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I felt like the dumbest kid in the class.  And that’s a good thing. 

I had the opportunity this week to help out the NPR station WAMU in Washington, D.C., by serving on their Community Advisory panel as an IT professional talking about Cyber Security.  The panel was quite distinguished. The Director of the SANS Institute, a former Washington Post columnist now writing exclusively on security, the director of information security at American University, and a prosecutor for Montgomery County, Md., all served on the panel.  Oh, and me.

The topics and discussion were wide and varied. We talked about everything from backups and virus scanning to global terrorist networks using information in the war on terror. I hadn’t thought about the fact that that air, land and sea had been joined by “online” as a battlefront that wars in the 21st century and beyond will be fought on.

One of the biggest things that I took away from the conversation was a focus on how we should stop blaming users for security problems, and instead push security management back into the hardware and software we develop and deploy, as well as work with the vendors to bake it more completely into the offering. It was also offered as a suggestion that it be pushed into the network and onto the wire, where ISPs and connectivity providers could manage security more centrally for their customers.

Management concerns like this are the reason that service models like managed services have come to be successful, and why cloud computing will also become more and more successful. Customers don’t want to have to become security experts to manage their environments. They want this responsibility pushed back, and their devices made easier and more reliable.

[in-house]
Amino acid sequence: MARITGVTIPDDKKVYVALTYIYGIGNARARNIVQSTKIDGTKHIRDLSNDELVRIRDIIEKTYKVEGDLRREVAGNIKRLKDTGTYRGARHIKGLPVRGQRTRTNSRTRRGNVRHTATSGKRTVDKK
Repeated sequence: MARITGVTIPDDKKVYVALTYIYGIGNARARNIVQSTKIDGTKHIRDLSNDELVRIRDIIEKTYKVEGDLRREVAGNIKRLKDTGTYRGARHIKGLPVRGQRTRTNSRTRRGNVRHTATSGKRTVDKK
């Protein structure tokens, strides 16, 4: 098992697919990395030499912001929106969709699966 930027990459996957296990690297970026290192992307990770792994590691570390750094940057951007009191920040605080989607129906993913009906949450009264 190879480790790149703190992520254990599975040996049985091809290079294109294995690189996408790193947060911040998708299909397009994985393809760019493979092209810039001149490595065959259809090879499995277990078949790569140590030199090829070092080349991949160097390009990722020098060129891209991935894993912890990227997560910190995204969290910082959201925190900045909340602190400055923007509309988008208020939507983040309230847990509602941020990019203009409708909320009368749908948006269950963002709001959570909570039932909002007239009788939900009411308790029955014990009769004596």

There is pent-up demand for more secure and reliable systems. One of the theories that was offered in the discussion was that it will take significant changes in buying patterns for vendors to make these changes, and that only government or education, sectors that have the buying power to demand these changes, will be effective.

I’m not so convinced these are the only two markets that can change this. While it’s challenging, I think that the commercial market can make this happen. As we move more towards a cloud computing model, vendors that deliver solutions that are secure by design, “user proof” and effective will be in high demand. These will the game changers, and the vendors that truly will take us forward to this next generation.    Customers will buy this up in record numbers – and the vendor who offers it first will win, and win big.

We often blame “users” for security woes. I will agree with my esteemed colleagues that we should focus more on an approach that provides users with a safe computing environment by design, and the vendors that really deliver on this promise will be the successful ones in the new frontier of cloud based computing. I’m already starting to look for those “simplest” solutions, and those that achieve here will dominate the market – and customer mindshare.